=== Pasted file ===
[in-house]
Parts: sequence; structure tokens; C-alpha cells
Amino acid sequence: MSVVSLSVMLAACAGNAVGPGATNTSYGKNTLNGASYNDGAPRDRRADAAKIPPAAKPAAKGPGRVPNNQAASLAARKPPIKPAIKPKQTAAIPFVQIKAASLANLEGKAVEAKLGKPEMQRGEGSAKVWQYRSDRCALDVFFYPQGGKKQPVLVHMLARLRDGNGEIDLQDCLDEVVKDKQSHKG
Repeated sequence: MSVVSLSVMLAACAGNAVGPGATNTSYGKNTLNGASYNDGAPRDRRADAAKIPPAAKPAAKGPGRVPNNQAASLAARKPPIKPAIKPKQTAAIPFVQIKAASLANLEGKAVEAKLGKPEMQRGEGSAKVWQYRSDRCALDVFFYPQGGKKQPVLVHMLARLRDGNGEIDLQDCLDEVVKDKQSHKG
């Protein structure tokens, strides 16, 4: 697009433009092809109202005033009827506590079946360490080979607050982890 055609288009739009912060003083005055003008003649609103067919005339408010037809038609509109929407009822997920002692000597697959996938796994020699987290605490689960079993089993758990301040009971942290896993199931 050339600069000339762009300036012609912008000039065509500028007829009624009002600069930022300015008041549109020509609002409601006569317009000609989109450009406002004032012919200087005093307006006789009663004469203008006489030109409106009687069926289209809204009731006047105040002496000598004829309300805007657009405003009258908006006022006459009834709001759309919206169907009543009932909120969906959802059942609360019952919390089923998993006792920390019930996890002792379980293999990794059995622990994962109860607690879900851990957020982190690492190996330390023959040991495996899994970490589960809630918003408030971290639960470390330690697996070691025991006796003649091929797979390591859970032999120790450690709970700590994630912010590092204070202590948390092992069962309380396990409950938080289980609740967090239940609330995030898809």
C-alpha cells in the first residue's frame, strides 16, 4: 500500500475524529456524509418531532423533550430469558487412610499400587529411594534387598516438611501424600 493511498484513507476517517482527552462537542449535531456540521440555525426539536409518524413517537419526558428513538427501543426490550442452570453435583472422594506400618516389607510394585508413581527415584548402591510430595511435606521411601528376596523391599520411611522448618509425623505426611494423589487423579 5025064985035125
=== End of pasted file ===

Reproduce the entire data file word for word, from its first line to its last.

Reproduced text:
[in-house]
Parts: sequence; structure tokens; C-alpha cells
Amino acid sequence: MSVVSLSVMLAACAGNAVGPGATNTSYGKNTLNGASYNDGAPRDRRADAAKIPPAAKPAAKGPGRVPNNQAASLAARKPPIKPAIKPKQTAAIPFVQIKAASLANLEGKAVEAKLGKPEMQRGEGSAKVWQYRSDRCALDVFFYPQGGKKQPVLVHMLARLRDGNGEIDLQDCLDEVVKDKQSHKG
Repeated sequence: MSVVSLSVMLAACAGNAVGPGATNTSYGKNTLNGASYNDGAPRDRRADAAKIPPAAKPAAKGPGRVPNNQAASLAARKPPIKPAIKPKQTAAIPFVQIKAASLANLEGKAVEAKLGKPEMQRGEGSAKVWQYRSDRCALDVFFYPQGGKKQPVLVHMLARLRDGNGEIDLQDCLDEVVKDKQSHKG
């Protein structure tokens, strides 16, 4: 697009433009092809109202005033009827506590079946360490080979607050982890 055609288009739009912060003083005055003008003649609103067919005339408010037809038609509109929407009822997920002692000597697959996938796994020699987290605490689960079993089993758990301040009971942290896993199931 050339600069000339762009300036012609912008000039065509500028007829009624009002600069930022300015008041549109020509609002409601006569317009000609989109450009406002004032012919200087005093307006006789009663004469203008006489030109409106009687069926289209809204009731006047105040002496000598004829309300805007657009405003009258908006006022006459009834709001759309919206169907009543009932909120969906959802059942609360019952919390089923998993006792920390019930996890002792379980293999990794059995622990994962109860607690879900851990957020982190690492190996330390023959040991495996899994970490589960809630918003408030971290639960470390330690697996070691025991006796003649091929797979390591859970032999120790450690709970700590994630912010590092204070202590948390092992069962309380396990409950938080289980609740967090239940609330995030898809």
C-alpha cells in the first residue's frame, strides 16, 4: 500500500475524529456524509418531532423533550430469558487412610499400587529411594534387598516438611501424600 493511498484513507476517517482527552462537542449535531456540521440555525426539536409518524413517537419526558428513538427501543426490550442452570453435583472422594506400618516389607510394585508413581527415584548402591510430595511435606521411601528376596523391599520411611522448618509425623505426611494423589487423579 5025064985035125